to the book the Bhāgavata Purāna

"The Story of the Fortunate One"


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Pictures Canto 10 part 2 - page 1 - 2 - 3 - 4

Chapter 41 - 42 - 43 - 44 - 45

Chapter 41: The Lords' Arrival in Mathurā

(19) Later in the afternoon Krishna, together with Sankarshana [Rāma]
the gopas, entered Mathurā to take a look around.

(41) Krishna and Rāma with each His own specific high quality outfit and nice decorations,
looked as resplendent as a pair of young elephants, one light and one dark, adorned for a festival.

(49)  S'uka said: 'Thus understanding what to do, oh best of kings, Sudāmā, steeped in love, 
garlands made of fresh and fragrant flowers.

Chapter 42: The Breaking of the Sacrificial Bow

(3) The maidservant said: 'Oh handsome One, I am a servant of Kamsa known as Trivakrā ['three-bend'] respected indeed for my work with ointments. Prepared by me they are very dear to the chief of the Bhojas. But okay, who else but the two of You would deserve them?' (4) With her mind overwhelmed by the beauty, charm and sweetness of Their talks, smiles and glances, she gave Them plenty of ointment.

Chapter 43: Krishna Kills the Elephant Kuvalayāpīda

(13) The Supreme Lord, the killer of Madhu, confronting him in his attack, with His hand seized him by his trunk and made him fall to the ground. (14) With the ease of a lion jumping on the fallen giant, the Lord yanked out a tusk and killed the elephant as also his keepers with it.

Chapter 44: The Wrestling Match and
the Killing of Kamsa

(2) They seized each other's hands, blocked each other's legs with their legs,
and then pulled and pushed with force to attain the victory.

(37) He grabbed him by the hair and knocked the crown off his head. The Lord with the Lotus Navel then hurled him from the high platform down into the wrestling arena, whereupon He, the Independent Support of the Entire Universe, threw Himself on top of him [to kill him].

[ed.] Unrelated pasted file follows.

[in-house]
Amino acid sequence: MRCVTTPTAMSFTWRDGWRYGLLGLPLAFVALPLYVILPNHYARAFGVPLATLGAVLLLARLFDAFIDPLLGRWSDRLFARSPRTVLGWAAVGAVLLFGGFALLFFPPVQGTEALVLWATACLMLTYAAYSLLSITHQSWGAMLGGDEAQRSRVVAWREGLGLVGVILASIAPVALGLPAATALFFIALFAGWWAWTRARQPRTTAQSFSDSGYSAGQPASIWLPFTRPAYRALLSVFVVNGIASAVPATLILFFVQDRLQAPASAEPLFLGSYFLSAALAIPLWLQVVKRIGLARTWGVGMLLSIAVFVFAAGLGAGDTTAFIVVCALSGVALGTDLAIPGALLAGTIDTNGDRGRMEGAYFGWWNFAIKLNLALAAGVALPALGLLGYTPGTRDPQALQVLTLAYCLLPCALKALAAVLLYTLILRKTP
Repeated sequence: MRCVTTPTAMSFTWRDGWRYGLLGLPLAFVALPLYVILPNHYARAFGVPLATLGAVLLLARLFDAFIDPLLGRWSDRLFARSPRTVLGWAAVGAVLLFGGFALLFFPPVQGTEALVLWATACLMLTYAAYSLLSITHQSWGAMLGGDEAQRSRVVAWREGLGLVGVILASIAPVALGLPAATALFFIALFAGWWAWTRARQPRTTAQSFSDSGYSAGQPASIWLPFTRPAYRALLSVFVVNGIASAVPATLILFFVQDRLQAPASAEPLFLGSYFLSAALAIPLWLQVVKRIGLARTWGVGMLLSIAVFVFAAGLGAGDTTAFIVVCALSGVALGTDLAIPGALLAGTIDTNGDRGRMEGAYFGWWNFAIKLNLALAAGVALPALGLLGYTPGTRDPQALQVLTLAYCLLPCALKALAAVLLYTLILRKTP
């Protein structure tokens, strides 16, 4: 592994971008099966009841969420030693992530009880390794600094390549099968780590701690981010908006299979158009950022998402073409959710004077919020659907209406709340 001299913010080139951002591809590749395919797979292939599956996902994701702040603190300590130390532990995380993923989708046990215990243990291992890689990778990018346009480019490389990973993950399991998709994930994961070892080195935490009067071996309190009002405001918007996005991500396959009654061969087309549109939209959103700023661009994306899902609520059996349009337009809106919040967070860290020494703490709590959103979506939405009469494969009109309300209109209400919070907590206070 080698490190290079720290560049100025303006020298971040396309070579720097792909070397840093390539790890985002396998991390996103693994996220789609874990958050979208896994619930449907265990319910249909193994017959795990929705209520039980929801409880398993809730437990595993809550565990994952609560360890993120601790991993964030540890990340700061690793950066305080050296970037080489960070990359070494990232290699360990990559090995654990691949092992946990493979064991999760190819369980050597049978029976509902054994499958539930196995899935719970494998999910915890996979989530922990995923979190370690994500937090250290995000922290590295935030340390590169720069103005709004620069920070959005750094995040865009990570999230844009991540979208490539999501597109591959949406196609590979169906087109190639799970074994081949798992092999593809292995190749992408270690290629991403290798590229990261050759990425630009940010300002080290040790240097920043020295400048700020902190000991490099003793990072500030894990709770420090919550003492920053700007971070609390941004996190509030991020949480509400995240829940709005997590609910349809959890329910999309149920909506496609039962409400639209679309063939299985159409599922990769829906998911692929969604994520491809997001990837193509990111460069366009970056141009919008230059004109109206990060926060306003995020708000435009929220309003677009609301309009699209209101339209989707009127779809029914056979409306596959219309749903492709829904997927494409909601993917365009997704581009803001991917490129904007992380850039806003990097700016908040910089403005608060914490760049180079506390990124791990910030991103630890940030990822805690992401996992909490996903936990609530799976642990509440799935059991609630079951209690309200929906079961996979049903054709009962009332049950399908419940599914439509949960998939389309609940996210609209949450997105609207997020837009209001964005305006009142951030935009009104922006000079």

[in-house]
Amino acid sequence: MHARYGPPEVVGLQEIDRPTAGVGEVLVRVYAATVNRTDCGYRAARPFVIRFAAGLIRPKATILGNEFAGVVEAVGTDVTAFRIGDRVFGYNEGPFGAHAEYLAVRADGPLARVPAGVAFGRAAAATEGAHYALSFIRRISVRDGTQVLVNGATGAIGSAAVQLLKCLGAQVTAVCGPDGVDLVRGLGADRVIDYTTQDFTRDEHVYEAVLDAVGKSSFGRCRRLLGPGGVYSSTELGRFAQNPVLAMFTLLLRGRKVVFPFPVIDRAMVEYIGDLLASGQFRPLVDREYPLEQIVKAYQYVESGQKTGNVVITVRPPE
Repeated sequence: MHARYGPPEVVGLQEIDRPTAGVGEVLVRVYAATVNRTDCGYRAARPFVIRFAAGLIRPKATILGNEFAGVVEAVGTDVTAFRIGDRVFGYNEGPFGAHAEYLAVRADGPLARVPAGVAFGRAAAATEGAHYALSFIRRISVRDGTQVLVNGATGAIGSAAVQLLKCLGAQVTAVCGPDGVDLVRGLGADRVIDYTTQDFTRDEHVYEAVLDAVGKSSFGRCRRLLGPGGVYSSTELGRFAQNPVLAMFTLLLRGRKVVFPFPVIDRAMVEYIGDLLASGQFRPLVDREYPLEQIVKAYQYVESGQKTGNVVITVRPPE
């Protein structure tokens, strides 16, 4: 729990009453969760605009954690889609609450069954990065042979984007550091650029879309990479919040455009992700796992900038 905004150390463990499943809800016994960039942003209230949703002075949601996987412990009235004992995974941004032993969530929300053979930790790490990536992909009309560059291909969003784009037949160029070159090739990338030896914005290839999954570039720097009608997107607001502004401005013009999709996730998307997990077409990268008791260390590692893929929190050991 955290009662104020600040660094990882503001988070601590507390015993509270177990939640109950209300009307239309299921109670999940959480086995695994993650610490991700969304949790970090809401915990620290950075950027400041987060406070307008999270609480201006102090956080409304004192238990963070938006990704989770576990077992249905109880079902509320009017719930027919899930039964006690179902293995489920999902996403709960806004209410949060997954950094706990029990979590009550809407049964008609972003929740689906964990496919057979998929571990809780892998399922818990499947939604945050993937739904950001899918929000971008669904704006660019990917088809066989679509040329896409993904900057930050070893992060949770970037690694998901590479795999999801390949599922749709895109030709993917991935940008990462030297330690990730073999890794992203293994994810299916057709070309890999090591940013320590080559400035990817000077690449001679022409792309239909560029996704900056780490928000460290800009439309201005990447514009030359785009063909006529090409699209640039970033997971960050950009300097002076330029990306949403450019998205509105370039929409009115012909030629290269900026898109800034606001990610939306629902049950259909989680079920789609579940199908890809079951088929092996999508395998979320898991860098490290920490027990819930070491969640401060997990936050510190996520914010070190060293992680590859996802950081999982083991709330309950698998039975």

Chapter 45: Krishna Rescues His Teacher's Son

(10) S'rī S'uka said: 'Thus bewildered by the words of Him, the Lord and Soul of the Universe who through His māyā appeared as a human being, they raised Them upon their laps to experience the joy of closing Them in their arms. (11) Bound by the rope of affection crying a river they, with their throats full of tears being overwhelmed, could not say a word, oh King. (12) The Supreme Lord, the son of Devakī, who thus comforted His parents, then made His maternal grandfather Ugrasena, King over the Yadus.

(30-31)  The Lords of the Universe who are the source of any form of knowledge, concealed in Their human activities the perfection of Their omniscience not founded on any knowledge from the outside. They [nevertheless] then desired to reside in the school of the guru and approached Sāndīpani, a native of Kāsī [Benares], who dwelt in the city of Avantī [Ujjain]. (32) Thus obtaining [the company of] these self-controlled souls, he was by Them respected as if he was the Lord Himself. Doing this They in Their devotion formed an irreproachable example of service to the teacher. (33) That best of the twice-born souls as Their guru, taught Them, contented as he was with Their pure love and submissive acts, all the Vedas with their corollary literatures and philosophical treatises [Upanishads], [**(34) the Dhanur-veda [military science, archery] along with all its secrets [the mantras], the dharma [the codes of human conduct, the laws] and the nyāya [the methods of logic] as also the ānvīkshikīm [the knowledge of philosophical debate or tarka] and the six aspects of the rāja-nītim [political science, see ***].

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